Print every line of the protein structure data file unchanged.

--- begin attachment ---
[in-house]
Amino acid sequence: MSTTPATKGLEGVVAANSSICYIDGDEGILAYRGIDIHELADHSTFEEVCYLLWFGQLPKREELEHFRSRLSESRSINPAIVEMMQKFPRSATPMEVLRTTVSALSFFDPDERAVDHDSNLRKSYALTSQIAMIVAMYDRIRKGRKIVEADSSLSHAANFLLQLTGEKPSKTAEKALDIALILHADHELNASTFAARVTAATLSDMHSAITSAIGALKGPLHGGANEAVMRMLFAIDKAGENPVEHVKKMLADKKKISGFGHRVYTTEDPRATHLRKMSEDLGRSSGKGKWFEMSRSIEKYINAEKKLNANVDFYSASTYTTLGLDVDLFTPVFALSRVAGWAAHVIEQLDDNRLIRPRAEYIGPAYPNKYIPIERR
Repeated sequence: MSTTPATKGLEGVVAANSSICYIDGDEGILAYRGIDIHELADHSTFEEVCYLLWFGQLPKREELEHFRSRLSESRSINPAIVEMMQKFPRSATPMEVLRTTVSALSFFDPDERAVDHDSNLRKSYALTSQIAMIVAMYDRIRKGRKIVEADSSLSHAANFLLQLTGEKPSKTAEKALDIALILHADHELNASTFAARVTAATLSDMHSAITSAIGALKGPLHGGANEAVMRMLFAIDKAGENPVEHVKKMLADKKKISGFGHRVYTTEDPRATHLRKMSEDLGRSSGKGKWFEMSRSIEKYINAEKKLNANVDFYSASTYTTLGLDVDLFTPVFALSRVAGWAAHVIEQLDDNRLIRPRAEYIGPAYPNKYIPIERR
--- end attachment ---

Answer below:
[in-house]
Amino acid sequence: MSTTPATKGLEGVVAANSSICYIDGDEGILAYRGIDIHELADHSTFEEVCYLLWFGQLPKREELEHFRSRLSESRSINPAIVEMMQKFPRSATPMEVLRTTVSALSFFDPDERAVDHDSNLRKSYALTSQIAMIVAMYDRIRKGRKIVEADSSLSHAANFLLQLTGEKPSKTAEKALDIALILHADHELNASTFAARVTAATLSDMHSAITSAIGALKGPLHGGANEAVMRMLFAIDKAGENPVEHVKKMLADKKKISGFGHRVYTTEDPRATHLRKMSEDLGRSSGKGKWFEMSRSIEKYINAEKKLNANVDFYSASTYTTLGLDVDLFTPVFALSRVAGWAAHVIEQLDDNRLIRPRAEYIGPAYPNKYIPIERR
Repeated sequence: MSTTPATKGLEGVVAANSSICYIDGDEGILAYRGIDIHELADHSTFEEVCYLLWFGQLPKREELEHFRSRLSESRSINPAIVEMMQKFPRSATPMEVLRTTVSALSFFDPDERAVDHDSNLRKSYALTSQIAMIVAMYDRIRKGRKIVEADSSLSHAANFLLQLTGEKPSKTAEKALDIALILHADHELNASTFAARVTAATLSDMHSAITSAIGALKGPLHGGANEAVMRMLFAIDKAGENPVEHVKKMLADKKKISGFGHRVYTTEDPRATHLRKMSEDLGRSSGKGKWFEMSRSIEKYINAEKKLNANVDFYSASTYTTLGLDVDLFTPVFALSRVAGWAAHVIEQLDDNRLIRPRAEYIGPAYPNKYIPIERR